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Search results for: "Obstetricians and gynaecologists"

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What does an obstetrician do?

Obstetricians are specialists in pregnancy and birth. Learn more about their work, how to choose one and the costs involved in having a private obstetrician.

Read more on Pregnancy, Birth & Baby website

Health professionals involved in your pregnancy

Information on the health professionals involved in your pregnancy, such as midwives, doctors and obstetricians.

Read more on Pregnancy, Birth & Baby website

» Coronavirus (COVID-19) information hub

The Royal Australian and New Zealand College of Obstetricians and Gynaecologists (RANZCOG) is the lead body for women’s health in Australia and New Zealand and carries the responsibility for advice, dissemination of information and support of our members, our patients and the community during the Covid-19 pandemic

Read more on RANZCOG - Royal Australian and New Zealand College of Obstetricians and Gynaecologists website

Obstetricians: guide for expectant parents | Raising Children Network

Obstetricians care for mothers and babies during pregnancy and birth. You might see an obstetrician in private consulting rooms, a clinic or a hospital.

Read more on raisingchildren.net.au website

Obstetricians - Better Health Channel

betterhealth.vic.gov.au

Read more on Better Health Channel website

Pregnancy health record - NT.GOV.AU

Information recorded throughout your pregnancy by your general practitioner, obstetrician or midwife.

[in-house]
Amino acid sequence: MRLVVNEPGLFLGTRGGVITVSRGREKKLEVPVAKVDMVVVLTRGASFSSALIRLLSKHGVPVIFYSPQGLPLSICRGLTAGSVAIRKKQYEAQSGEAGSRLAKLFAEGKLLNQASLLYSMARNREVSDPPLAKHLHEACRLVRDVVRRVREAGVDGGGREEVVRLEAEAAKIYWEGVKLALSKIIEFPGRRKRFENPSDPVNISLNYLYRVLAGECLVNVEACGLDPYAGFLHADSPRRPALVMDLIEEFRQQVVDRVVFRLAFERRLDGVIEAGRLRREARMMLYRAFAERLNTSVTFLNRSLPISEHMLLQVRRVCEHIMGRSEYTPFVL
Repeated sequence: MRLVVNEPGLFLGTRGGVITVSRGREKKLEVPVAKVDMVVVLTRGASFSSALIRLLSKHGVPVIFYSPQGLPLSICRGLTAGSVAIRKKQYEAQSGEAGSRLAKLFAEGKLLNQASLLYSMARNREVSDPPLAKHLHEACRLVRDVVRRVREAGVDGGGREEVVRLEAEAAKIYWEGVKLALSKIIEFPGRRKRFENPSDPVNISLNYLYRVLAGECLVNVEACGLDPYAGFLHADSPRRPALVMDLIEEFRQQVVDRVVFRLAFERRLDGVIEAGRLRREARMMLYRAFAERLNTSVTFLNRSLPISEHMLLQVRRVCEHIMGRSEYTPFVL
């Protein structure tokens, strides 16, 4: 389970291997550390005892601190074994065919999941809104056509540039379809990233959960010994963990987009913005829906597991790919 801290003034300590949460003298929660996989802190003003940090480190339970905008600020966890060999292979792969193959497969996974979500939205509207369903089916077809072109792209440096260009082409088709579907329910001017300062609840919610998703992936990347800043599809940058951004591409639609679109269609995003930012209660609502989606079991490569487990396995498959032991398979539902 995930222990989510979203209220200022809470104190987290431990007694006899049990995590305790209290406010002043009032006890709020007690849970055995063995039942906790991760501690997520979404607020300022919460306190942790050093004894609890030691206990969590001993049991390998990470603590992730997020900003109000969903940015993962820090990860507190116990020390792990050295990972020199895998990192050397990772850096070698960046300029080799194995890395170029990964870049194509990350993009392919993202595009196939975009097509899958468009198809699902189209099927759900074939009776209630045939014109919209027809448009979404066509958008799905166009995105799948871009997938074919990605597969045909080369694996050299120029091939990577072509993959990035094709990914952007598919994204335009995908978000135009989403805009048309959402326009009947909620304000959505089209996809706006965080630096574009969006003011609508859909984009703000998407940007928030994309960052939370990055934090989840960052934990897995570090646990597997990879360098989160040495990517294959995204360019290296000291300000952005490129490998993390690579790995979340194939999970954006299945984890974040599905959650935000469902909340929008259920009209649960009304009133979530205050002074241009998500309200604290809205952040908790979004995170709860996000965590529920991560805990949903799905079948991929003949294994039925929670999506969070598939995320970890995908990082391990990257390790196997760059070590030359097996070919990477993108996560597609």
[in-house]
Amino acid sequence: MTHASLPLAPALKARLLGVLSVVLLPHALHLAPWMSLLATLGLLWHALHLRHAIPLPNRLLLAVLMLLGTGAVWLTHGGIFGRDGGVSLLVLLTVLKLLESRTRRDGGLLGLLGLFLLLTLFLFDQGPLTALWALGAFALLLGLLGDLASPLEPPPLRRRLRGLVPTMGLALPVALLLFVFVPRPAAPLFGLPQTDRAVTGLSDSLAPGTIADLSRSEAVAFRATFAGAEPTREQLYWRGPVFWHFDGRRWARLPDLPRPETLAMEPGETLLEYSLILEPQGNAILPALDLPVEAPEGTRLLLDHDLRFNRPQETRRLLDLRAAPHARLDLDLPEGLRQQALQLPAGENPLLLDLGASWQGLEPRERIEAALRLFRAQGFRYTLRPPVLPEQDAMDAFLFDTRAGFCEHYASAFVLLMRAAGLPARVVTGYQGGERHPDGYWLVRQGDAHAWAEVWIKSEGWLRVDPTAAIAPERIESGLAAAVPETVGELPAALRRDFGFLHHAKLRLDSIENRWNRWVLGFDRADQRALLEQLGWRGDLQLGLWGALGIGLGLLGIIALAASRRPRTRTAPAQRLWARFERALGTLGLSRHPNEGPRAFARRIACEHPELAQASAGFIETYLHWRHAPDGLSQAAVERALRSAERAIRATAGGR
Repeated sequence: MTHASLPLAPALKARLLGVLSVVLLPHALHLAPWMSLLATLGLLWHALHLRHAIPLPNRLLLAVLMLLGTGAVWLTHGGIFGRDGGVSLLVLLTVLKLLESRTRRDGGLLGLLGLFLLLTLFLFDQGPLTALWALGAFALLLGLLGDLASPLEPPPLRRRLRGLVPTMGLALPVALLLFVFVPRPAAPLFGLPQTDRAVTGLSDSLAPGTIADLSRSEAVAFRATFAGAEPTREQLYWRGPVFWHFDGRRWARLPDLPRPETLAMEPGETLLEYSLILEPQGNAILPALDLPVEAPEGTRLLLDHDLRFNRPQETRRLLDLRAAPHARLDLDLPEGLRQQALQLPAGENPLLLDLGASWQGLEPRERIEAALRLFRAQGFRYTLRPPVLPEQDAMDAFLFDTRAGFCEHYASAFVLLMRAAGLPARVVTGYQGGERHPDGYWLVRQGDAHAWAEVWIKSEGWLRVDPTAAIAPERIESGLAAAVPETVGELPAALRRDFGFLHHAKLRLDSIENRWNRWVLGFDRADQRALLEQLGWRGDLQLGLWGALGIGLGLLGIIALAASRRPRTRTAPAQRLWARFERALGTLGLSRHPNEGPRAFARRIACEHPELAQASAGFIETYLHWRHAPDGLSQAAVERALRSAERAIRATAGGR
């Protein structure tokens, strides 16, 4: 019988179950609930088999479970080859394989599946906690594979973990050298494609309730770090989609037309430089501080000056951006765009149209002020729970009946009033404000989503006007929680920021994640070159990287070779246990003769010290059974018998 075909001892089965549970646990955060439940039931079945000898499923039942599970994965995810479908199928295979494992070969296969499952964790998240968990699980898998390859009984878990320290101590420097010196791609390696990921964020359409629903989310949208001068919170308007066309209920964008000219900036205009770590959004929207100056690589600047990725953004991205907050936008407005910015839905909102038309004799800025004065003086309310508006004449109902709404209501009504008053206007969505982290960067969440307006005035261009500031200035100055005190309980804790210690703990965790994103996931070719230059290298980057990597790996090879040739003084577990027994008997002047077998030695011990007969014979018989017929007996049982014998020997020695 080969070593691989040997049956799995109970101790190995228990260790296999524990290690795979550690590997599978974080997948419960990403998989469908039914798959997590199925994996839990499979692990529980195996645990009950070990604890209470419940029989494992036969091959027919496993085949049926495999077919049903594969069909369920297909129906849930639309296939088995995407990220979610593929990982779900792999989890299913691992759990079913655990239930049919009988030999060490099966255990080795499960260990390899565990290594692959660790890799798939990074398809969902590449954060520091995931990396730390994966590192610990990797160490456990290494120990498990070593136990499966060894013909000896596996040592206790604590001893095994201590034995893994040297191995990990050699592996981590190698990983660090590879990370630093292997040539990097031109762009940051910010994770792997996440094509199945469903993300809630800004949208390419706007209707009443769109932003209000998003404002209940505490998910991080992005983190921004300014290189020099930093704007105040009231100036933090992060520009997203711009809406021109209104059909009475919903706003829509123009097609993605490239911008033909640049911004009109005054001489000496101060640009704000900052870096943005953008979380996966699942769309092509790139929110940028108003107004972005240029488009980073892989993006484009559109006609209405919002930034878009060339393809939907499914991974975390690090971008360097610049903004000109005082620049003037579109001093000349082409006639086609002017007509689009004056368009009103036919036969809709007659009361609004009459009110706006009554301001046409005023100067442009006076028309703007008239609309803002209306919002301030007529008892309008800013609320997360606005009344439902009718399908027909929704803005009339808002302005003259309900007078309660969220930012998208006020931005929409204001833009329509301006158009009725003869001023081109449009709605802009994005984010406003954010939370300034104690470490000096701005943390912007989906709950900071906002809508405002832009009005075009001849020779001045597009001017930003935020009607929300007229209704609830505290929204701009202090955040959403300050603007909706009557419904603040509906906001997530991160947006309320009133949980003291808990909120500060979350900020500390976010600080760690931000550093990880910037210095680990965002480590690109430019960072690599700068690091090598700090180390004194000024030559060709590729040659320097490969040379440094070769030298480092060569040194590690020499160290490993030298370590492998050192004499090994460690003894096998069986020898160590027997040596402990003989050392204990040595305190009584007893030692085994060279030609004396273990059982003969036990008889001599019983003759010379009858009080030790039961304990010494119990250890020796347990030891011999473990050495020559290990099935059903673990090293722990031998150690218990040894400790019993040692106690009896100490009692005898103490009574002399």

Read more on NT Health website

Pregnancy care & birth: private hospitals | Raising Children Network

Private hospitals offer comfortable, caring birth environments. Private obstetricians look after pregnancy care for women having a private hospital births.

Read more on raisingchildren.net.au website

» Raising Awareness Tool for Endometriosis (RATE)

The Raising Awareness Tool for Endometriosis (RATE) is a quick-to-use electronic resource for health professionals and their patients to help identify and assess endometriosis – and endometriosis-associated symptoms – to reach a faster diagnosis and achieve more effective management of symptoms

Read more on RANZCOG - Royal Australian and New Zealand College of Obstetricians and Gynaecologists website

1 week pregnant

The first week of pregnancy occurs before you actually conceive your new baby. It’s a little confusing - doctors begin counting the weeks of your pregnancy from the date your last menstrual bleeding started, not from the date you conceived. Conception, that very important moment at which your partner’s sperm fertilises your egg, does not occur until approximately two weeks after the start of your last period. However, your body is already preparing itself for pregnancy, should conception occur, so this week officially marks the beginning of the pregnancy.

Read more on Parenthub website

Pelvic Floor Muscle Damage - Birth Trauma

The pelvic floor muscles are a supportive basin of muscle attached to the pelvic bones by connective tissue to support the vagina, uterus, bladder and bowel.

Read more on Australasian Birth Trauma Association website

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The information is not a substitute for independent professional advice and should not be used as an alternative to professional health care. If you have a particular medical problem, please consult a healthcare professional.

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